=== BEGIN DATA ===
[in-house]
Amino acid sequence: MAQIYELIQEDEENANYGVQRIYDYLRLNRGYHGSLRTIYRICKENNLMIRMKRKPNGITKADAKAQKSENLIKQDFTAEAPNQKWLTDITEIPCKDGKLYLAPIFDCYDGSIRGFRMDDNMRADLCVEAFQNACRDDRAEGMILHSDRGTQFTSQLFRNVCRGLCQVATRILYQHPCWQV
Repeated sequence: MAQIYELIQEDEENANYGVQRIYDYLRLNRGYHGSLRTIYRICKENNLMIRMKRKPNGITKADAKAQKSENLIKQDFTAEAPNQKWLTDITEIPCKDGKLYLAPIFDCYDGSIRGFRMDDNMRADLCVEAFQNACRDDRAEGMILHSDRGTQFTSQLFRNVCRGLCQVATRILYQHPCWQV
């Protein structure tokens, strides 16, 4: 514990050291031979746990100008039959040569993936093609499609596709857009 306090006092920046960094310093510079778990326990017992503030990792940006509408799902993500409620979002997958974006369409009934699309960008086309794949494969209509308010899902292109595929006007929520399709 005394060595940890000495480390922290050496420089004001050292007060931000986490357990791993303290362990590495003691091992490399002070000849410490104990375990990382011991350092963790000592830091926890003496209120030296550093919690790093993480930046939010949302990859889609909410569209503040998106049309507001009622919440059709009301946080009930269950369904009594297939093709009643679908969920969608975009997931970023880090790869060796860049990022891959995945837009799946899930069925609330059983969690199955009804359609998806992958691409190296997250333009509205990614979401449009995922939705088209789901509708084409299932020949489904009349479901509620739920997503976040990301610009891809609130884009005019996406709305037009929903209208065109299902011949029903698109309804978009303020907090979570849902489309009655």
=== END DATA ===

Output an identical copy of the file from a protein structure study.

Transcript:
[in-house]
Amino acid sequence: MAQIYELIQEDEENANYGVQRIYDYLRLNRGYHGSLRTIYRICKENNLMIRMKRKPNGITKADAKAQKSENLIKQDFTAEAPNQKWLTDITEIPCKDGKLYLAPIFDCYDGSIRGFRMDDNMRADLCVEAFQNACRDDRAEGMILHSDRGTQFTSQLFRNVCRGLCQVATRILYQHPCWQV
Repeated sequence: MAQIYELIQEDEENANYGVQRIYDYLRLNRGYHGSLRTIYRICKENNLMIRMKRKPNGITKADAKAQKSENLIKQDFTAEAPNQKWLTDITEIPCKDGKLYLAPIFDCYDGSIRGFRMDDNMRADLCVEAFQNACRDDRAEGMILHSDRGTQFTSQLFRNVCRGLCQVATRILYQHPCWQV
């Protein structure tokens, strides 16, 4: 514990050291031979746990100008039959040569993936093609499609596709857009 306090006092920046960094310093510079778990326990017992503030990792940006509408799902993500409620979002997958974006369409009934699309960008086309794949494969209509308010899902292109595929006007929520399709 005394060595940890000495480390922290050496420089004001050292007060931000986490357990791993303290362990590495003691091992490399002070000849410490104990375990990382011991350092963790000592830091926890003496209120030296550093919690790093993480930046939010949302990859889609909410569209503040998106049309507001009622919440059709009301946080009930269950369904009594297939093709009643679908969920969608975009997931970023880090790869060796860049990022891959995945837009799946899930069925609330059983969690199955009804359609998806992958691409190296997250333009509205990614979401449009995922939705088209789901509708084409299932020949489904009349479901509620739920997503976040990301610009891809609130884009005019996406709305037009929903209208065109299902011949029903698109309804978009303020907090979570849902489309009655």